After years of corporate tax cuts, the provincial budget proposes to pay for the ensuing deficit by, not only the impending hospital cuts and burgeoning long-term care wait lists, but also by freezing the minimum wage and social assistance, worsening income inequality, one of the most significant social determinants of health.
- Prior to the provincial election, the government projected 3.6% annual funding increases for health care. Don Drummond proposed 2.5%. This budget announces 2.1%.
- The budget announces a hospital funding freeze. Hospital global budgets are set at 0%; less than inflation and population growth/aging factors. This will result in hospital deficits and another round of major hospital cuts across Ontario. Ontario has cut more than 18,500 hospital beds since 1990 and now has the fewest hospital beds per capita of any province in Canada and funds hospitals less than all other provinces but one. The evidence is clear that hospital cuts have already gone too far. Already hospital occupancy rates average 98% across Ontario – a level that is so unsafe as to be unheard of in developed countries. Ontario has extraordinarily long wait times for patients waiting in emergency departments to be admitted into hospital because we have such a severe shortage of beds into which to admit patients. This budget puts rural hospitals at serious risk.
- There are more than 30,000 Ontarians on long-term care wait lists. This budget contains nothing new to alleviate these waits which Health Quality Ontario reports have tripled since 2005.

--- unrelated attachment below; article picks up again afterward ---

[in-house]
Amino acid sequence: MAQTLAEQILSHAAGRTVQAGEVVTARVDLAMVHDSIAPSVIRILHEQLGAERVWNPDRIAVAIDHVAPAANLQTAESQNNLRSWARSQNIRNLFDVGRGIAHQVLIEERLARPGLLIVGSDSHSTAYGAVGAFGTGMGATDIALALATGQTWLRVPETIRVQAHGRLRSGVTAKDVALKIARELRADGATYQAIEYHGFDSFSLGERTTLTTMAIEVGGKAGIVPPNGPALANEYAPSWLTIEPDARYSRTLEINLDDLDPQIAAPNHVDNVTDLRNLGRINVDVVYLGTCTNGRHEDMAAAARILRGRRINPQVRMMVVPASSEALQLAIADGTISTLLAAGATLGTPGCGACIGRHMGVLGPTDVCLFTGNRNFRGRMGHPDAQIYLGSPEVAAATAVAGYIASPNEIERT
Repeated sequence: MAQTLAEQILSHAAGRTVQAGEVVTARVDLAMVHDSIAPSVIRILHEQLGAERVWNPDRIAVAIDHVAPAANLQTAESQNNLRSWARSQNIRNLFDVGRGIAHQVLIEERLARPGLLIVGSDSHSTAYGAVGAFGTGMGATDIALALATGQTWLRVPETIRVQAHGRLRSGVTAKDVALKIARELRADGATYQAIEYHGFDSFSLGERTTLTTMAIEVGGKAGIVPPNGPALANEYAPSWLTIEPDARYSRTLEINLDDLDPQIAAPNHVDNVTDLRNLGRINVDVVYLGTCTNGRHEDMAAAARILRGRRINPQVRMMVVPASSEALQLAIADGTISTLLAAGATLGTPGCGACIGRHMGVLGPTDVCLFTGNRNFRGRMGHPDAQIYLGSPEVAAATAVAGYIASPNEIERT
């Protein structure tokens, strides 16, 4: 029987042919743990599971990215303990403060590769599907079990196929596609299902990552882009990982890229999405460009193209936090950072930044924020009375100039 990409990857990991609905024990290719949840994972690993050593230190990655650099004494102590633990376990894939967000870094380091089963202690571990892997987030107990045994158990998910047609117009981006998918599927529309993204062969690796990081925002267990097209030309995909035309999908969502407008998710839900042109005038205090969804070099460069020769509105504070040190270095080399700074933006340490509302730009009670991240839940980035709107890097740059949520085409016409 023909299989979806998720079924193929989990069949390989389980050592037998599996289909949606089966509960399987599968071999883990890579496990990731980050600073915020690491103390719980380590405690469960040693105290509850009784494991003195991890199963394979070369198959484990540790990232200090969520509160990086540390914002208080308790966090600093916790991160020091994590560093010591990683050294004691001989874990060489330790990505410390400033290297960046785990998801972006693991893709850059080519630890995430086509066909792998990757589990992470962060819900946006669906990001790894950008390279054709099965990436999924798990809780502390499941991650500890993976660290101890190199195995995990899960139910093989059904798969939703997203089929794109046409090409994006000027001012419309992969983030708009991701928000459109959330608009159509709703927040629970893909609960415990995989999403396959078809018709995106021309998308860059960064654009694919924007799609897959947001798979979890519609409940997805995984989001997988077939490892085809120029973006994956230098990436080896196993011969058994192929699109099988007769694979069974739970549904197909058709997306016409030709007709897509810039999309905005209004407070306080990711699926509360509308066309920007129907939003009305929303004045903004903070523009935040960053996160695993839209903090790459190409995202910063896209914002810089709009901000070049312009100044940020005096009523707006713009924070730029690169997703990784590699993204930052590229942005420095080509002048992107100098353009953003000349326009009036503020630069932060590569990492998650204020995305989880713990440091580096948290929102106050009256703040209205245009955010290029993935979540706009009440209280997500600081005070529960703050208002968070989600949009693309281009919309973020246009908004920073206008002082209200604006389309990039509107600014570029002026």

- The budget is almost entirely focused on moving patients into the cheapest mode of care, not on meeting need for care.
- At the same time as the government is severely curtailing hospital funding, they are introducing a new funding formula. British physicians wrote an open letter to Canadian governments warning about the new payment for procedure system that Ontario is adopting, citing its destabilizing and privatizing effects.
- The budget announces new user fees for high-income seniors receiving Ontario Drug Benefits. The OHC is concerned about eroding universality in our health care system – the principle that holds that “judge” and “janitor” should share a hospital ward, ensuring that the judges have an interest in keeping good quality services for everyone. If the government is willing to introduce user fees for wealthy seniors, why not just tax the wealthy?
Ontario Health Coalition
15 Gervais Drive, Suite 305
Toronto, ON M3C 1Y8